Spotify is making a major change to its iPhone app

Spotify redesign for 2023 on a pastel colored background
(Image credit: Spotify)

Paying for Spotify Premium has been a complicated business in recent years, but it might be about to get a whole lot easier. Giving Spotify money as an iPhone owner has meant doing so via the company's website for some time, but there are now signs that subscribers could be able to pay for their music fix using Apple's in-app purchase system once more.

Spotify has not allowed people to sign up to its Premium subscription service via an in-app purchase for more than seven years at this point, and it stopped allowing those who already signed up to continue paying that way earlier this year. The move was all about preventing Apple from taking a cut of its subscription money, something that has proven to be a bone of contention for many a developer over the years. It even saw Epic Games get Fortnite kicked out of the App Store for good, and it's why Epic and Apple have been in court on and off ever since.

It's also why Spotify subscribers can't buy audiobooks in the iPhone app, but there is a sign that something is afoot after it was found that there are new code references to an in-app payment system in the latest beta version of the Spotify app.

More ways to pay?

This is all according to a MacRumors report that's based on the discovery of those references. The report notes that it isn't yet clear what those in-app purchases are going to be, but the system in play does include an in-app purchase checkout screen and retry panels for when a payment fails.

Most curious of course because, as I just mentioned, Spotify has been very clear about its disdain for Apple's in-app purchase system and the way that it takes a cut of all transactions that are processed that way. But there are currently no ways to bypass that system without getting kicked out of the App Store — just ask Epic Games — so it's beyond odd that these references exist.

Spotify CEO Daniel Ek has not been quiet about the way he feels in terms of the App Store. He called its rules "absurd" back in May 2023, and it's unlikely that his stance has changed.

What's really going on?

There are so many questions around this news that it's difficult to know where to start. Is Spotify going to implement Apple's in-app purchase system here? If it is, will that be for the Spotify Premium subscription or for buying audiobooks? Or is a new external payment system on the way?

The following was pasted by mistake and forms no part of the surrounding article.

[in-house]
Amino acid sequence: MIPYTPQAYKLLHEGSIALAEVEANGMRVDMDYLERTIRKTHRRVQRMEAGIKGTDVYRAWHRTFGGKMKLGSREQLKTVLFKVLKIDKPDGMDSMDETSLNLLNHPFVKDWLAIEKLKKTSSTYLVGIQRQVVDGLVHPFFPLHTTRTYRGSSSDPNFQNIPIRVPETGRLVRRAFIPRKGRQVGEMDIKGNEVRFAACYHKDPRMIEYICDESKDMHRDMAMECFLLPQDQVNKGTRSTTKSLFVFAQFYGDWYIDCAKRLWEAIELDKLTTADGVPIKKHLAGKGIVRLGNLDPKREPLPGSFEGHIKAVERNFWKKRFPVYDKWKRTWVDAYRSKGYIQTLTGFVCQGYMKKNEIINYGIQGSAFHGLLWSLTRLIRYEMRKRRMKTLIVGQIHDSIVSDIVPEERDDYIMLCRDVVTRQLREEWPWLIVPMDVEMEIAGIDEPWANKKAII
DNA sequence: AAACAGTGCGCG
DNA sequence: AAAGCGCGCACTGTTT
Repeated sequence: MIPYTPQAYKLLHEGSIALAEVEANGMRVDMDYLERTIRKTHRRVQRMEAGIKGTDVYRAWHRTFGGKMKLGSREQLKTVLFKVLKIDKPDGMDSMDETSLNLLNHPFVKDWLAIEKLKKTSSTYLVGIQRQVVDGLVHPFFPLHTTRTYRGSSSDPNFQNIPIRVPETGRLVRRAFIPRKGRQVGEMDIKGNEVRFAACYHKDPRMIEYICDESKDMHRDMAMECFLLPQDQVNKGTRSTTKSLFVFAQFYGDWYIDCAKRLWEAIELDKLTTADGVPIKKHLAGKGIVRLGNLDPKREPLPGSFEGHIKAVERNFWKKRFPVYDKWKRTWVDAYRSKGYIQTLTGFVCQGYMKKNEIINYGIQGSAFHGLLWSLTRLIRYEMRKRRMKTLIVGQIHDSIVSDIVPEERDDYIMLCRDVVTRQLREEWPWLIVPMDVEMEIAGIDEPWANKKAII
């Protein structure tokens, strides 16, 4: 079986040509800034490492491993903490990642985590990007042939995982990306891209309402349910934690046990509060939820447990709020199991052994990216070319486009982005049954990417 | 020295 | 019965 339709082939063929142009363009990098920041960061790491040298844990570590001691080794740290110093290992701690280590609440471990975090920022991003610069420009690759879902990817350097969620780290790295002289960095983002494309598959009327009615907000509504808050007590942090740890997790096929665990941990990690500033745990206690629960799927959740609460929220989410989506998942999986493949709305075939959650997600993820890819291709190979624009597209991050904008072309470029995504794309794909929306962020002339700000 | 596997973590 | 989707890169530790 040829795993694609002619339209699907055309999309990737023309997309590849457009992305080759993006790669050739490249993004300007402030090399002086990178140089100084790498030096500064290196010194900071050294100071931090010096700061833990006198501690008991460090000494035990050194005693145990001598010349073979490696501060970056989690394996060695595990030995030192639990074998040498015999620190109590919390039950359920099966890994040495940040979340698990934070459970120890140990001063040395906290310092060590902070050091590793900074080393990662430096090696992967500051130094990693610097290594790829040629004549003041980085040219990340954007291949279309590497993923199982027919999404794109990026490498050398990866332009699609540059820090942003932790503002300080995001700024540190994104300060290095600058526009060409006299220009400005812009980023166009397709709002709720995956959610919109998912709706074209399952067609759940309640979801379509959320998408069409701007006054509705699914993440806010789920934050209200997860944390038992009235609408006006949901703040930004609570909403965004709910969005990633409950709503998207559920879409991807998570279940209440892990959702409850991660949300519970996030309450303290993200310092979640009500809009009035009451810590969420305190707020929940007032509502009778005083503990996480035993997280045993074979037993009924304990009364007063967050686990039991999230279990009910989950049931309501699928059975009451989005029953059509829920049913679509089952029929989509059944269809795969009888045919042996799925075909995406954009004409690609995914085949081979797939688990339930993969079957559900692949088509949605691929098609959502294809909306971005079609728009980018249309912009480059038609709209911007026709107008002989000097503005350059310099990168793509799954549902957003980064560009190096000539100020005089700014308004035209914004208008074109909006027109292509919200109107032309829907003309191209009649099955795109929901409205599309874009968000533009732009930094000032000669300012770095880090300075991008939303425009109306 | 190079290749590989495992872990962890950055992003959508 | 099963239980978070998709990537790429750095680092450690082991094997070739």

There have been moves to open the App Store and allow third-party payment systems before with the EU often at the heart of them. It's possible that Spotify is simply getting its ducks in a row ahead of time, ready in case Apple is forced to allow external payments. Dating apps in the Netherlands already have that capability after Apple was forced to implement a system to allow it in 2022 — but not until it had spent $52 million in fines over the matter.

Apple doesn't want to allow transactions outside of the App Store for obvious reasons, and it still takes a cut of those dating payments, too. One thing is sure — all eyes will be on Spotify to see what comes next.

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Oliver Haslam
Contributor

Oliver Haslam has written about Apple and the wider technology business for more than a decade with bylines on How-To Geek, PC Mag, iDownloadBlog, and many more. He has also been published in print for Macworld, including cover stories. At iMore, Oliver is involved in daily news coverage and, not being short of opinions, has been known to 'explain' those thoughts in more detail, too.

Having grown up using PCs and spending far too much money on graphics card and flashy RAM, Oliver switched to the Mac with a G5 iMac and hasn't looked back. Since then he's seen the growth of the smartphone world, backed by iPhone, and new product categories come and go. Current expertise includes iOS, macOS, streaming services, and pretty much anything that has a battery or plugs into a wall. Oliver also covers mobile gaming for iMore, with Apple Arcade a particular focus. He's been gaming since the Atari 2600 days and still struggles to comprehend the fact he can play console quality titles on his pocket computer.